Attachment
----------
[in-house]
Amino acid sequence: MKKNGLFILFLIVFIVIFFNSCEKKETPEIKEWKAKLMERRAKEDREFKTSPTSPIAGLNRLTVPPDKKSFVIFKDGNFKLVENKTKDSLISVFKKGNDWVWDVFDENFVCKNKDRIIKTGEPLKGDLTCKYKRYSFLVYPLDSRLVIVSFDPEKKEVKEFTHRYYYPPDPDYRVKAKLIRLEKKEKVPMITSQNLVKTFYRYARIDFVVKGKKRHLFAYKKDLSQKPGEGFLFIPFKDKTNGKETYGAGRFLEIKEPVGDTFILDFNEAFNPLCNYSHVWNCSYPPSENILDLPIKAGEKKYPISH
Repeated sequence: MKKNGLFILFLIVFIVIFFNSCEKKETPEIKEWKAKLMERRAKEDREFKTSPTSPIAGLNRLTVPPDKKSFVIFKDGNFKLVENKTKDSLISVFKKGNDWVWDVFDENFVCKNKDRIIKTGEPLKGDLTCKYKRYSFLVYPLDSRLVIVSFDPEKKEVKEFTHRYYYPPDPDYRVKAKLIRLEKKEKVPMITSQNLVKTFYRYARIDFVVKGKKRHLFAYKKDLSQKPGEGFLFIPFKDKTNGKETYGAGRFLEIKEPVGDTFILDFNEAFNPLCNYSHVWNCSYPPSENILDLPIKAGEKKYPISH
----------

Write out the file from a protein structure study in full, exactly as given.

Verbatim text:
[in-house]
Amino acid sequence: MKKNGLFILFLIVFIVIFFNSCEKKETPEIKEWKAKLMERRAKEDREFKTSPTSPIAGLNRLTVPPDKKSFVIFKDGNFKLVENKTKDSLISVFKKGNDWVWDVFDENFVCKNKDRIIKTGEPLKGDLTCKYKRYSFLVYPLDSRLVIVSFDPEKKEVKEFTHRYYYPPDPDYRVKAKLIRLEKKEKVPMITSQNLVKTFYRYARIDFVVKGKKRHLFAYKKDLSQKPGEGFLFIPFKDKTNGKETYGAGRFLEIKEPVGDTFILDFNEAFNPLCNYSHVWNCSYPPSENILDLPIKAGEKKYPISH
Repeated sequence: MKKNGLFILFLIVFIVIFFNSCEKKETPEIKEWKAKLMERRAKEDREFKTSPTSPIAGLNRLTVPPDKKSFVIFKDGNFKLVENKTKDSLISVFKKGNDWVWDVFDENFVCKNKDRIIKTGEPLKGDLTCKYKRYSFLVYPLDSRLVIVSFDPEKKEVKEFTHRYYYPPDPDYRVKAKLIRLEKKEKVPMITSQNLVKTFYRYARIDFVVKGKKRHLFAYKKDLSQKPGEGFLFIPFKDKTNGKETYGAGRFLEIKEPVGDTFILDFNEAFNPLCNYSHVWNCSYPPSENILDLPIKAGEKKYPISH